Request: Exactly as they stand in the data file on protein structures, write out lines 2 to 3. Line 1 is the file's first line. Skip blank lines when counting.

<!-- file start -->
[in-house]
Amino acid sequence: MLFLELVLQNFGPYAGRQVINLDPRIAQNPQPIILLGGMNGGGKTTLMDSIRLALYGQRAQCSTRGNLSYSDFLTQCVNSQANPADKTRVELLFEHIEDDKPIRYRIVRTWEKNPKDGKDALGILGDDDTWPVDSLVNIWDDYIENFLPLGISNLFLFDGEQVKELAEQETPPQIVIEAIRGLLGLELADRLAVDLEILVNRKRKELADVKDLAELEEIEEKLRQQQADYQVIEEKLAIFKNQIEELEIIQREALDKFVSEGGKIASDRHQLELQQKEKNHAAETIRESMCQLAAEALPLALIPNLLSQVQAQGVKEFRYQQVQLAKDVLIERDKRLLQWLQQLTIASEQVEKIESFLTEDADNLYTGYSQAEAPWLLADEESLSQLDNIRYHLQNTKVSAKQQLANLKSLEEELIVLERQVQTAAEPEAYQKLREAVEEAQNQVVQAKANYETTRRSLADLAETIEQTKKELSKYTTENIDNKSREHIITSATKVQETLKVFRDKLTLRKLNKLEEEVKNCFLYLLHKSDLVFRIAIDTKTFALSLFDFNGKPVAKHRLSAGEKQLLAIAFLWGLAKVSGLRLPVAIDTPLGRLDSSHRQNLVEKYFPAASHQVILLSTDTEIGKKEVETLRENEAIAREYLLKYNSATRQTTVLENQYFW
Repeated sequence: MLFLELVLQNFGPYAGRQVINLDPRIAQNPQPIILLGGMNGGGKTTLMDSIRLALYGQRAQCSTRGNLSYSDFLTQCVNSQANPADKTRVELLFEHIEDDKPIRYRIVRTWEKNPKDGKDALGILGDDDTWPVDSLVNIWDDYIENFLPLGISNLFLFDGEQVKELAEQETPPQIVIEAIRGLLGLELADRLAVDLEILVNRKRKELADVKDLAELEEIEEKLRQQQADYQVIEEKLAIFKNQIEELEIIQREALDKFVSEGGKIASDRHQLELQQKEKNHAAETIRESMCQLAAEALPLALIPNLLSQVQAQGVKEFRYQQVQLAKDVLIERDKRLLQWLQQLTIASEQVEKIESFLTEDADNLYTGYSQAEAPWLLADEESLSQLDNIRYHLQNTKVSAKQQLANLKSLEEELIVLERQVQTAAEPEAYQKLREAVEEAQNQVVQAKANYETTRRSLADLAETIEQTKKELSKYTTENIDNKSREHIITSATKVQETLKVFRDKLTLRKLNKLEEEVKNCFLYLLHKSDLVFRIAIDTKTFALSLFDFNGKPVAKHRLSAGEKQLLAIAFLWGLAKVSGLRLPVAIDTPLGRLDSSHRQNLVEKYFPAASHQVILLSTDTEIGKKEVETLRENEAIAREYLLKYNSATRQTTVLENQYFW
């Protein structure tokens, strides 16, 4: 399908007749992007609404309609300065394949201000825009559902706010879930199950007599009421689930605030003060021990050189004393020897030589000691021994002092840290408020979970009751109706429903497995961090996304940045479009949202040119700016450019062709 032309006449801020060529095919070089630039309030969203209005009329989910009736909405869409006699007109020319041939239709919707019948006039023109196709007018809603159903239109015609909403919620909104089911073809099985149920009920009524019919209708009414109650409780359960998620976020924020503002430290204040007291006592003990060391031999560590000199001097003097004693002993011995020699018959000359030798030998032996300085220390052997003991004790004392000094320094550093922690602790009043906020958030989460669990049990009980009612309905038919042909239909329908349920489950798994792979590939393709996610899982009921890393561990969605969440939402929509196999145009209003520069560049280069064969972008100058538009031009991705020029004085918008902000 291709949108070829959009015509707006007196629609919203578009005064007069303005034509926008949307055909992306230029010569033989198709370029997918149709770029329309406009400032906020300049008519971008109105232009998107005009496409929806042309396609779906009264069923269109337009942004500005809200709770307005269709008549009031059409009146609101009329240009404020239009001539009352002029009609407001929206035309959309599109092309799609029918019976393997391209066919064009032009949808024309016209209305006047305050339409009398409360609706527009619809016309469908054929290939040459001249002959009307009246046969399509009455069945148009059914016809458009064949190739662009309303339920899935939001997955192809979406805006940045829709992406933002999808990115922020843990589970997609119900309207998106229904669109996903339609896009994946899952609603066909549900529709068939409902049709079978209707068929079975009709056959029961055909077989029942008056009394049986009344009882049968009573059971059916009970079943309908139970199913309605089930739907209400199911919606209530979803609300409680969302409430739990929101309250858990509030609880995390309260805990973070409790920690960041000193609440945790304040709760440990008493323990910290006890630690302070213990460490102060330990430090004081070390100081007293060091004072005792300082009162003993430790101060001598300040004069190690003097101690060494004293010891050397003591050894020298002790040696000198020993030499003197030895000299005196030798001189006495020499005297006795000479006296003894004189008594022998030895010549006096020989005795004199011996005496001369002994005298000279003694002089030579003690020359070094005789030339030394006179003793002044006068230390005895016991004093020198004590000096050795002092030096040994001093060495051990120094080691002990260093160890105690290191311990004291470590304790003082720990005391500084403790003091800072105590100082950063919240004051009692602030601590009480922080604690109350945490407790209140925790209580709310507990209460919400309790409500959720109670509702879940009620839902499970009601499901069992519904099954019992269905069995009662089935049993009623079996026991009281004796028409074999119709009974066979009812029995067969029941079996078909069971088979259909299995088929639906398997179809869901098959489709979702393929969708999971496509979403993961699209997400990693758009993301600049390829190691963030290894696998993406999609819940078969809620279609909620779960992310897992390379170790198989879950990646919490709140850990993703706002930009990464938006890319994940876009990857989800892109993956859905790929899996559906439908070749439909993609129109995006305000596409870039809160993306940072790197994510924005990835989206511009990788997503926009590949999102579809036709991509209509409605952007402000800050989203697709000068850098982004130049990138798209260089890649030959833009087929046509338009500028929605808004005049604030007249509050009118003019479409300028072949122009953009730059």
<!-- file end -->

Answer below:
Amino acid sequence: MLFLELVLQNFGPYAGRQVINLDPRIAQNPQPIILLGGMNGGGKTTLMDSIRLALYGQRAQCSTRGNLSYSDFLTQCVNSQANPADKTRVELLFEHIEDDKPIRYRIVRTWEKNPKDGKDALGILGDDDTWPVDSLVNIWDDYIENFLPLGISNLFLFDGEQVKELAEQETPPQIVIEAIRGLLGLELADRLAVDLEILVNRKRKELADVKDLAELEEIEEKLRQQQADYQVIEEKLAIFKNQIEELEIIQREALDKFVSEGGKIASDRHQLELQQKEKNHAAETIRESMCQLAAEALPLALIPNLLSQVQAQGVKEFRYQQVQLAKDVLIERDKRLLQWLQQLTIASEQVEKIESFLTEDADNLYTGYSQAEAPWLLADEESLSQLDNIRYHLQNTKVSAKQQLANLKSLEEELIVLERQVQTAAEPEAYQKLREAVEEAQNQVVQAKANYETTRRSLADLAETIEQTKKELSKYTTENIDNKSREHIITSATKVQETLKVFRDKLTLRKLNKLEEEVKNCFLYLLHKSDLVFRIAIDTKTFALSLFDFNGKPVAKHRLSAGEKQLLAIAFLWGLAKVSGLRLPVAIDTPLGRLDSSHRQNLVEKYFPAASHQVILLSTDTEIGKKEVETLRENEAIAREYLLKYNSATRQTTVLENQYFW
Repeated sequence: MLFLELVLQNFGPYAGRQVINLDPRIAQNPQPIILLGGMNGGGKTTLMDSIRLALYGQRAQCSTRGNLSYSDFLTQCVNSQANPADKTRVELLFEHIEDDKPIRYRIVRTWEKNPKDGKDALGILGDDDTWPVDSLVNIWDDYIENFLPLGISNLFLFDGEQVKELAEQETPPQIVIEAIRGLLGLELADRLAVDLEILVNRKRKELADVKDLAELEEIEEKLRQQQADYQVIEEKLAIFKNQIEELEIIQREALDKFVSEGGKIASDRHQLELQQKEKNHAAETIRESMCQLAAEALPLALIPNLLSQVQAQGVKEFRYQQVQLAKDVLIERDKRLLQWLQQLTIASEQVEKIESFLTEDADNLYTGYSQAEAPWLLADEESLSQLDNIRYHLQNTKVSAKQQLANLKSLEEELIVLERQVQTAAEPEAYQKLREAVEEAQNQVVQAKANYETTRRSLADLAETIEQTKKELSKYTTENIDNKSREHIITSATKVQETLKVFRDKLTLRKLNKLEEEVKNCFLYLLHKSDLVFRIAIDTKTFALSLFDFNGKPVAKHRLSAGEKQLLAIAFLWGLAKVSGLRLPVAIDTPLGRLDSSHRQNLVEKYFPAASHQVILLSTDTEIGKKEVETLRENEAIAREYLLKYNSATRQTTVLENQYFW